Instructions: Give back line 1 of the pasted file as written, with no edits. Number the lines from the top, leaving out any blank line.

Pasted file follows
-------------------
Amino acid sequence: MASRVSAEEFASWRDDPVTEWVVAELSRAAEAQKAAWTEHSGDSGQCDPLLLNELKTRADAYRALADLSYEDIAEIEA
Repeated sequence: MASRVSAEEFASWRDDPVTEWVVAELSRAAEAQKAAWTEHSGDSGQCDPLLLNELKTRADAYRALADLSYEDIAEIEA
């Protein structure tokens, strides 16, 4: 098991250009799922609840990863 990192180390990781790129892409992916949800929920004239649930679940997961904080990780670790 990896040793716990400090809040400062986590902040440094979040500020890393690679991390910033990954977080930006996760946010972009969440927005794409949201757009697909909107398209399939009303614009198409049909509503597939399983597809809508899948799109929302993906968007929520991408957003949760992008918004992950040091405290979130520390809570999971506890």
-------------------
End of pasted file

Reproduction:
Amino acid sequence: MASRVSAEEFASWRDDPVTEWVVAELSRAAEAQKAAWTEHSGDSGQCDPLLLNELKTRADAYRALADLSYEDIAEIEA